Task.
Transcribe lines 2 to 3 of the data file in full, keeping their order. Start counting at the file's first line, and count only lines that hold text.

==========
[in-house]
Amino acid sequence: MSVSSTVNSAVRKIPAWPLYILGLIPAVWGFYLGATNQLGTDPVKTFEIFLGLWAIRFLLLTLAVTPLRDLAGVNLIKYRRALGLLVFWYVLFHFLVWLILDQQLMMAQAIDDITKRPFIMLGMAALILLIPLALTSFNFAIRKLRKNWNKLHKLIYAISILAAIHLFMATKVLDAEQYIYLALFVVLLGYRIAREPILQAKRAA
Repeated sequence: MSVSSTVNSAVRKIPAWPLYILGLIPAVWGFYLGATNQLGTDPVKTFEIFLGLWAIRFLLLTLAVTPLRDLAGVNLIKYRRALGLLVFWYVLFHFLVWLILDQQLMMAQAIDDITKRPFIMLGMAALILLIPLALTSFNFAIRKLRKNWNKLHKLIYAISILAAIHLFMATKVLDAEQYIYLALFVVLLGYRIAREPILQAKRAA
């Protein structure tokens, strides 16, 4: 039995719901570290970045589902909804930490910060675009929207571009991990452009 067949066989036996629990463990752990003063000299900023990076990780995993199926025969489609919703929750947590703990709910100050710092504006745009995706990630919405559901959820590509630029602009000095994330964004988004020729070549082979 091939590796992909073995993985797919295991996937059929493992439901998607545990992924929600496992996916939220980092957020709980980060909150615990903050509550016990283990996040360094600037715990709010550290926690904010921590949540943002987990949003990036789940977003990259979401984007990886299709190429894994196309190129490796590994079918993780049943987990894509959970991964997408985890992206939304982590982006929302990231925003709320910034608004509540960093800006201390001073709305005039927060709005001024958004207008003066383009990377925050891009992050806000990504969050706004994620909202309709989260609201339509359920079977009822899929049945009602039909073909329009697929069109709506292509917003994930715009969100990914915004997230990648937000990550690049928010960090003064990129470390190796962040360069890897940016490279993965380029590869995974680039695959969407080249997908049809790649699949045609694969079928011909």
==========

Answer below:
Amino acid sequence: MSVSSTVNSAVRKIPAWPLYILGLIPAVWGFYLGATNQLGTDPVKTFEIFLGLWAIRFLLLTLAVTPLRDLAGVNLIKYRRALGLLVFWYVLFHFLVWLILDQQLMMAQAIDDITKRPFIMLGMAALILLIPLALTSFNFAIRKLRKNWNKLHKLIYAISILAAIHLFMATKVLDAEQYIYLALFVVLLGYRIAREPILQAKRAA
Repeated sequence: MSVSSTVNSAVRKIPAWPLYILGLIPAVWGFYLGATNQLGTDPVKTFEIFLGLWAIRFLLLTLAVTPLRDLAGVNLIKYRRALGLLVFWYVLFHFLVWLILDQQLMMAQAIDDITKRPFIMLGMAALILLIPLALTSFNFAIRKLRKNWNKLHKLIYAISILAAIHLFMATKVLDAEQYIYLALFVVLLGYRIAREPILQAKRAA